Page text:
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^^ Another view from our tree house

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^^ Dinner, doesn't look that great, but tasted wonderful!

That night we had some fruit cocktails that Kirby expertly created with our fresh fruit and my water bottle full of contraband vodka. We played cards with Frank and Nynke and had a great evening chatting about our different travels around the world. I’ve gotta say that travelling is the best thing I’ve ever done, I’m really glad we decided to forego settling down and getting a 30 year mortgage as the experience is definitely lifelong and worth so much more than any asset.

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The next morning we were woken once again by the smiling face of Buonpeng gliding to our house. This was our last chance to see the gibbons so we were all a bit nervous and hoping they would be close enough for us to try and trek out to catch a glimpse. Although when you look out and see the jungle stretch as far as you can see, you know chances are slim.
It was 6:30am and we hadn’t even heard a single call, and considering they normally start calling around 6:00am our hopes of seeing a Gibbon were pretty much gone.
As we were having breakfast with the big group in tree house 7 we had to leave and head over to their tree house, about 30 minutes walk/gliding away.
Just as we were almost at their tree house we heard a loud ‘whoop’, followed by another and another. GIBBONS!! and they were really close to tree house 7. We ran down the small tracks and made it up into the tree house just as the gibbons arrived!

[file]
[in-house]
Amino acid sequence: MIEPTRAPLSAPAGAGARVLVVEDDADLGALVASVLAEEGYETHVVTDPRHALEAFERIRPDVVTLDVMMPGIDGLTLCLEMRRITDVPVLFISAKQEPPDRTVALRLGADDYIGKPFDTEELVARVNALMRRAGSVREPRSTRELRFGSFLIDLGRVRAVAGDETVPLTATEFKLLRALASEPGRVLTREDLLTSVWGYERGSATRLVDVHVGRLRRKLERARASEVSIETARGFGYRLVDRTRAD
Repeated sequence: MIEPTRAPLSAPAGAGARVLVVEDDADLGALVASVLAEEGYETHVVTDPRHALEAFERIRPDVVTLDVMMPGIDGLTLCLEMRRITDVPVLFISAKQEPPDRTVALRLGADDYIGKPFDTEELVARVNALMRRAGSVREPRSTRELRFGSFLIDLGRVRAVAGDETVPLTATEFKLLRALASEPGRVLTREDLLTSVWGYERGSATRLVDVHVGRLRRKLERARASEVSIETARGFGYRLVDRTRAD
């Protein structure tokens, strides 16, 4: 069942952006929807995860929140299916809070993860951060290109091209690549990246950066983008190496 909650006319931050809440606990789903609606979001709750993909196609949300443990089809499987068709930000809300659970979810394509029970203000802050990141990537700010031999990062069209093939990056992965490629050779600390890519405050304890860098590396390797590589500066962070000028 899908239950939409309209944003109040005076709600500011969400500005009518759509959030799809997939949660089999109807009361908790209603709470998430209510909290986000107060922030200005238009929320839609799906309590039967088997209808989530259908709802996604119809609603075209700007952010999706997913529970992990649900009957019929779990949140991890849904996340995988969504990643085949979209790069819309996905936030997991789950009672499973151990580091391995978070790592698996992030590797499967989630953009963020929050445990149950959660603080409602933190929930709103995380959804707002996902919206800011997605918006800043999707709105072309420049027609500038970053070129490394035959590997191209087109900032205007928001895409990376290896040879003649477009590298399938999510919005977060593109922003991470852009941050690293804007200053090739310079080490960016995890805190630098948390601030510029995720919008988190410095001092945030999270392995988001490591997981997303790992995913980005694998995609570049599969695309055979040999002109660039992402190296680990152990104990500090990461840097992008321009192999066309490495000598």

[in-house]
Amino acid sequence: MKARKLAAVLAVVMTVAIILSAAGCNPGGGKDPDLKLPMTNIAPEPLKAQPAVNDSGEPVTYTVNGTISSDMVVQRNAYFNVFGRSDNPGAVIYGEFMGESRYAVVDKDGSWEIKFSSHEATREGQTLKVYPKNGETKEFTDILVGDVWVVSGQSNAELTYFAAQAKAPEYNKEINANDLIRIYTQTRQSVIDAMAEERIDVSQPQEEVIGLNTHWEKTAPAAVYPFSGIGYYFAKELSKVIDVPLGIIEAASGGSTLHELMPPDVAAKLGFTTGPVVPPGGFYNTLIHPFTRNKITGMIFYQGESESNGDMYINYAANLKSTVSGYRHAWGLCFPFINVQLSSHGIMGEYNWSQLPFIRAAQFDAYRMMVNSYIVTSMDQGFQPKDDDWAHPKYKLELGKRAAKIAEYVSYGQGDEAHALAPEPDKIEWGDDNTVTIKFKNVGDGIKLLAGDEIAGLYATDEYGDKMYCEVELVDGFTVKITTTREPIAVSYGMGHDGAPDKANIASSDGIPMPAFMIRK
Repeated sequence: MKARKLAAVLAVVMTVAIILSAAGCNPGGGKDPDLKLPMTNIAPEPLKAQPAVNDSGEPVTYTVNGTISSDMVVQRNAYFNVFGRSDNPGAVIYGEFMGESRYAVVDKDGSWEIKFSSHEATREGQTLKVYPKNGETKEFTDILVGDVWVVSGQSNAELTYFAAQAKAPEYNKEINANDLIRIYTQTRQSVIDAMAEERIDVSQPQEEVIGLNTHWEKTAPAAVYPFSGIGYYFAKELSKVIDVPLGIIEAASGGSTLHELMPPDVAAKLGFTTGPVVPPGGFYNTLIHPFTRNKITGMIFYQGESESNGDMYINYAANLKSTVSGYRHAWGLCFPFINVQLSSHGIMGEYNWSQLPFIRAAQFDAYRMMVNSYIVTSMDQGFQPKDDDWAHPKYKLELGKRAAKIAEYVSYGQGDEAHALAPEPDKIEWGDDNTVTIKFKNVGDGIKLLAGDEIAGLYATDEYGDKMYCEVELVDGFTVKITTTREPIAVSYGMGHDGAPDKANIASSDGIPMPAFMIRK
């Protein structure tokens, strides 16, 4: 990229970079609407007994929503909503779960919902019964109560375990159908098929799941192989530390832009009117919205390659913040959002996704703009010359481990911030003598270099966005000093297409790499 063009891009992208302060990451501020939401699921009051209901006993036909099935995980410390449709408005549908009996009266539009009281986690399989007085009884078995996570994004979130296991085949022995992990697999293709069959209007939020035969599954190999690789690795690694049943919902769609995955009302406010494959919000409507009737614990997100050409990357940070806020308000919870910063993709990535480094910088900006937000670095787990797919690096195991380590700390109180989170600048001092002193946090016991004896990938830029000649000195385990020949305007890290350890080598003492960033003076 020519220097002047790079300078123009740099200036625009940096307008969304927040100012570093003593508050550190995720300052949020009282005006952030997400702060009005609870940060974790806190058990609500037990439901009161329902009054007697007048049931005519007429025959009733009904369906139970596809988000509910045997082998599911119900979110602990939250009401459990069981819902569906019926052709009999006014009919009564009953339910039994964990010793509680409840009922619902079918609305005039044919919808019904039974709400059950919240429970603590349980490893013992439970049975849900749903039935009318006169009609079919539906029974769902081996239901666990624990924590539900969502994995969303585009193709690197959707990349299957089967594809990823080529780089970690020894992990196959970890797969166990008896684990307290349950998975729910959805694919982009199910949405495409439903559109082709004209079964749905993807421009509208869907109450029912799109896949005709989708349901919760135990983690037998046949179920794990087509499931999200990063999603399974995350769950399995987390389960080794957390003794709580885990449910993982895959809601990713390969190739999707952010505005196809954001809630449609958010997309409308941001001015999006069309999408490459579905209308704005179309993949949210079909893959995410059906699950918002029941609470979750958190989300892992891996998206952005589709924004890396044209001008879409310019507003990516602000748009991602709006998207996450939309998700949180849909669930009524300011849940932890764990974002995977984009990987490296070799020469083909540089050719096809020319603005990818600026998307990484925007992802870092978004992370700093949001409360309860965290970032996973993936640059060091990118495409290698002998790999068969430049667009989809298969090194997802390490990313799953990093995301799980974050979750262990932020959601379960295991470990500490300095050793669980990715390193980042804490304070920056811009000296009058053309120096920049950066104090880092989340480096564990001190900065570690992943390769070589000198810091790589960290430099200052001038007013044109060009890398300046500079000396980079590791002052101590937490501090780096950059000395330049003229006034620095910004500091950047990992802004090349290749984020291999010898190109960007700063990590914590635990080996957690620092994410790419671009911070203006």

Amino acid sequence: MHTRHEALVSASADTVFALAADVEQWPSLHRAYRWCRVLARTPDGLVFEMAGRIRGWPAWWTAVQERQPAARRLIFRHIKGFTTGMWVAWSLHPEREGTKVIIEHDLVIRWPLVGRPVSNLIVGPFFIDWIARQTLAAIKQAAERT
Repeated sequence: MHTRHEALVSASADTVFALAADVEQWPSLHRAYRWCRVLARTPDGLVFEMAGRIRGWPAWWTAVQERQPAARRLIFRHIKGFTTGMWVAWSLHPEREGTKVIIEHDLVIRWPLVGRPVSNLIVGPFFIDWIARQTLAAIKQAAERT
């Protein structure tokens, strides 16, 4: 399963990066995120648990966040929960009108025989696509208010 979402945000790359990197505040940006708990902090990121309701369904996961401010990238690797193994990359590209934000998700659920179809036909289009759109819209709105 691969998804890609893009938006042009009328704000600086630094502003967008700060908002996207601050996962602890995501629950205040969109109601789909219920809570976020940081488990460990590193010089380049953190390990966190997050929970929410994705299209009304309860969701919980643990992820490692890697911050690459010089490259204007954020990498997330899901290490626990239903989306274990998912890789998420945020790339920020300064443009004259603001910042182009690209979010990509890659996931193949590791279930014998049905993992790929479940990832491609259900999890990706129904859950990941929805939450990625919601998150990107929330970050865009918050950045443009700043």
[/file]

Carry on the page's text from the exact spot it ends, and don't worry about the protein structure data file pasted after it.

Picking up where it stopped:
About 30m-50m away were a small group of 5 gibbons playing in the trees and feasting on the flowers. There were 2 black juveniles chasing each other around, launching themselves from tree to tree effortlessly, while their golden coloured mother watched. It was really wonderful to see these wild creatures doing their daily routine so close, and paying us no attention to us. Tree house number 7 also has a telescope so we were able to zoom right in and see their facial expressions as they rested between plays. Soooo goood!

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^^ There are gibbons in there, we could see them much better with our eyes, unfortunately the camera couldn't capture them as well. (Little black gibbon right in the middle of the photo!)

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^^ Two black gibbons sitting in the tree with the orange leaves

The gibbons hung around for about an hour before leaving and that marked time for us to leave as well. We trekked back down to the base camp and said goodbye to our guides that had been ridiculously helpful and kind to us for the last 3 days.
Then it was back to the village (only took us 30 minutes, compared to 2 hours on the way up) where the utes (now repaired) were waiting to take us back to Huay Xai. The next day we took the night bus back to Luang Prabang.

As you can see The Gibbon Experience was awesome!! By far the best thing we have done all trip so far. It cost $290 AUD per person for the three days, and at first we were hesitant and unsure if we should do it. We have met a few people who decided not to do it because it was a bit of a budget blow out but I can tell you now that it is worth every dollar and I would do it again in a heartbeat and recommend anyone who goes to Laos to check this out.
You can contact The Gibbon Experience through their website: www.gibbonexperience.org

Cheers, Kyle

Posted by KyleMac 01:26 Archived in Laos Tagged laos gibbon treehouse zipline huay_xai the_gibbon_experience tree_house gibbons laos_jungle zip_line flying_fox gibbonexperience sleep_in_jungle sleep_in_tree_house Comments (1)